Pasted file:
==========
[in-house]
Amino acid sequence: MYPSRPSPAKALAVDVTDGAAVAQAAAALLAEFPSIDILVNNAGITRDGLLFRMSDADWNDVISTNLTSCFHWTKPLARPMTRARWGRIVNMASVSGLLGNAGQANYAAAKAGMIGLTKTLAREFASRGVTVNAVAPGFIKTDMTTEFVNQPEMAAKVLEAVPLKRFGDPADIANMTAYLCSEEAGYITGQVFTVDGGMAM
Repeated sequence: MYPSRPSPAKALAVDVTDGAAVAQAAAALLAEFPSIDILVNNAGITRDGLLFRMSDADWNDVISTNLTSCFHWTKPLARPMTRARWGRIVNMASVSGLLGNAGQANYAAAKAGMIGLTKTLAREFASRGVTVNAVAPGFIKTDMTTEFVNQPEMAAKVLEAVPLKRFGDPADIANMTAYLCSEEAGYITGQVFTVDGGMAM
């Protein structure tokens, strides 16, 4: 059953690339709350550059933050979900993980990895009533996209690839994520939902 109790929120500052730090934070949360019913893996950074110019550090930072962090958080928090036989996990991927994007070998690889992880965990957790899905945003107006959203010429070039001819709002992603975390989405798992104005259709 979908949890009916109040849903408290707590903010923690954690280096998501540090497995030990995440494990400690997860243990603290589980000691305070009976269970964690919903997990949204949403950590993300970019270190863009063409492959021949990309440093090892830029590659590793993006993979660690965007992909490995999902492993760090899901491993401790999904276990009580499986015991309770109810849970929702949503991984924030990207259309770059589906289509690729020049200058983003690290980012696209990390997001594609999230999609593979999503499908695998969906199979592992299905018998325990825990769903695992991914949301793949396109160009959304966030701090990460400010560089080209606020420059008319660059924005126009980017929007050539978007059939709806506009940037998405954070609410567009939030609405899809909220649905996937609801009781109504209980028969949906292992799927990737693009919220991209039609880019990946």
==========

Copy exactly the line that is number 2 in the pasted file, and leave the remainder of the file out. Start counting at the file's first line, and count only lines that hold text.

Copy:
Amino acid sequence: MYPSRPSPAKALAVDVTDGAAVAQAAAALLAEFPSIDILVNNAGITRDGLLFRMSDADWNDVISTNLTSCFHWTKPLARPMTRARWGRIVNMASVSGLLGNAGQANYAAAKAGMIGLTKTLAREFASRGVTVNAVAPGFIKTDMTTEFVNQPEMAAKVLEAVPLKRFGDPADIANMTAYLCSEEAGYITGQVFTVDGGMAM